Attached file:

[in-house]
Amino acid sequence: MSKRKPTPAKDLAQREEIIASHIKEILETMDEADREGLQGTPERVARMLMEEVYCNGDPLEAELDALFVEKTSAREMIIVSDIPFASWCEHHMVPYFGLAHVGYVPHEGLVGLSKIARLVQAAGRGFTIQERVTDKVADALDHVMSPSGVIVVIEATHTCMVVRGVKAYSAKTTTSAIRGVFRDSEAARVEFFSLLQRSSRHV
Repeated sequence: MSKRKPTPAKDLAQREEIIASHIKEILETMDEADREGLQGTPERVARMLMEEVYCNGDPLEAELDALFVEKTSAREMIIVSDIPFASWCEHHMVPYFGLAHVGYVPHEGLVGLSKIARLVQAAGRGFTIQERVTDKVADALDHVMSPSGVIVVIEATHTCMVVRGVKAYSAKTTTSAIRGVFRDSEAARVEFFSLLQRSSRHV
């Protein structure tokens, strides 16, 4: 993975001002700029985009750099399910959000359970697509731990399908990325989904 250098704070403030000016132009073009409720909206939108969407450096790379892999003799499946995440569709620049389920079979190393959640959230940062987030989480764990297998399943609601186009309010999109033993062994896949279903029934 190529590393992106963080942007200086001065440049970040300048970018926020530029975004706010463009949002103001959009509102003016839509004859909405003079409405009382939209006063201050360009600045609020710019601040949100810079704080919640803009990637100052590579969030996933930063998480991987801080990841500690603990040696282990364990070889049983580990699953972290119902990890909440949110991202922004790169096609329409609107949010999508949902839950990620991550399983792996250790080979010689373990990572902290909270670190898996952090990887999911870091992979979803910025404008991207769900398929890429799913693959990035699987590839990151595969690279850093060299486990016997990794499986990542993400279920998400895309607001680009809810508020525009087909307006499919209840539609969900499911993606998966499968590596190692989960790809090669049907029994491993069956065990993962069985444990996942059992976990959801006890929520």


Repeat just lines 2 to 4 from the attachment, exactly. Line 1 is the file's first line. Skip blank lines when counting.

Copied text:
Amino acid sequence: MSKRKPTPAKDLAQREEIIASHIKEILETMDEADREGLQGTPERVARMLMEEVYCNGDPLEAELDALFVEKTSAREMIIVSDIPFASWCEHHMVPYFGLAHVGYVPHEGLVGLSKIARLVQAAGRGFTIQERVTDKVADALDHVMSPSGVIVVIEATHTCMVVRGVKAYSAKTTTSAIRGVFRDSEAARVEFFSLLQRSSRHV
Repeated sequence: MSKRKPTPAKDLAQREEIIASHIKEILETMDEADREGLQGTPERVARMLMEEVYCNGDPLEAELDALFVEKTSAREMIIVSDIPFASWCEHHMVPYFGLAHVGYVPHEGLVGLSKIARLVQAAGRGFTIQERVTDKVADALDHVMSPSGVIVVIEATHTCMVVRGVKAYSAKTTTSAIRGVFRDSEAARVEFFSLLQRSSRHV
């Protein structure tokens, strides 16, 4: 993975001002700029985009750099399910959000359970697509731990399908990325989904 250098704070403030000016132009073009409720909206939108969407450096790379892999003799499946995440569709620049389920079979190393959640959230940062987030989480764990297998399943609601186009309010999109033993062994896949279903029934 190529590393992106963080942007200086001065440049970040300048970018926020530029975004706010463009949002103001959009509102003016839509004859909405003079409405009382939209006063201050360009600045609020710019601040949100810079704080919640803009990637100052590579969030996933930063998480991987801080990841500690603990040696282990364990070889049983580990699953972290119902990890909440949110991202922004790169096609329409609107949010999508949902839950990620991550399983792996250790080979010689373990990572902290909270670190898996952090990887999911870091992979979803910025404008991207769900398929890429799913693959990035699987590839990151595969690279850093060299486990016997990794499986990542993400279920998400895309607001680009809810508020525009087909307006499919209840539609969900499911993606998966499968590596190692989960790809090669049907029994491993069956065990993962069985444990996942059992976990959801006890929520």